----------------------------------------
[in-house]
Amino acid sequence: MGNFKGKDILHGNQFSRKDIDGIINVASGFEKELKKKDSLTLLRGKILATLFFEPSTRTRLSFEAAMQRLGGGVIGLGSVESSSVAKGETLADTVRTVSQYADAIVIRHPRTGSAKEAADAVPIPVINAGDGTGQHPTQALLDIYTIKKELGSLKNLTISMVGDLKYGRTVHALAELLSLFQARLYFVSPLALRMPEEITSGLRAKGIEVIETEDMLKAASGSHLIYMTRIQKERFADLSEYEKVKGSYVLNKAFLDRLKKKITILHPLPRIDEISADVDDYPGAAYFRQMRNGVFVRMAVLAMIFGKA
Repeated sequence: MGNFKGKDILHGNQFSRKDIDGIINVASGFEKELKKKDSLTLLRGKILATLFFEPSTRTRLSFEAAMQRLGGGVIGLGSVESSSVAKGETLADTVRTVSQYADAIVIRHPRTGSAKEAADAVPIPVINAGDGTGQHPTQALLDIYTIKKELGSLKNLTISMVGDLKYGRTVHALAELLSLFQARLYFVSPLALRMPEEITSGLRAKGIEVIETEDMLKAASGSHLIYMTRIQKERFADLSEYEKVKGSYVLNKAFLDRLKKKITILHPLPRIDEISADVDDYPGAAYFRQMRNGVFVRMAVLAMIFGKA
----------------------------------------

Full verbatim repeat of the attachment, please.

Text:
[in-house]
Amino acid sequence: MGNFKGKDILHGNQFSRKDIDGIINVASGFEKELKKKDSLTLLRGKILATLFFEPSTRTRLSFEAAMQRLGGGVIGLGSVESSSVAKGETLADTVRTVSQYADAIVIRHPRTGSAKEAADAVPIPVINAGDGTGQHPTQALLDIYTIKKELGSLKNLTISMVGDLKYGRTVHALAELLSLFQARLYFVSPLALRMPEEITSGLRAKGIEVIETEDMLKAASGSHLIYMTRIQKERFADLSEYEKVKGSYVLNKAFLDRLKKKITILHPLPRIDEISADVDDYPGAAYFRQMRNGVFVRMAVLAMIFGKA
Repeated sequence: MGNFKGKDILHGNQFSRKDIDGIINVASGFEKELKKKDSLTLLRGKILATLFFEPSTRTRLSFEAAMQRLGGGVIGLGSVESSSVAKGETLADTVRTVSQYADAIVIRHPRTGSAKEAADAVPIPVINAGDGTGQHPTQALLDIYTIKKELGSLKNLTISMVGDLKYGRTVHALAELLSLFQARLYFVSPLALRMPEEITSGLRAKGIEVIETEDMLKAASGSHLIYMTRIQKERFADLSEYEKVKGSYVLNKAFLDRLKKKITILHPLPRIDEISADVDDYPGAAYFRQMRNGVFVRMAVLAMIFGKA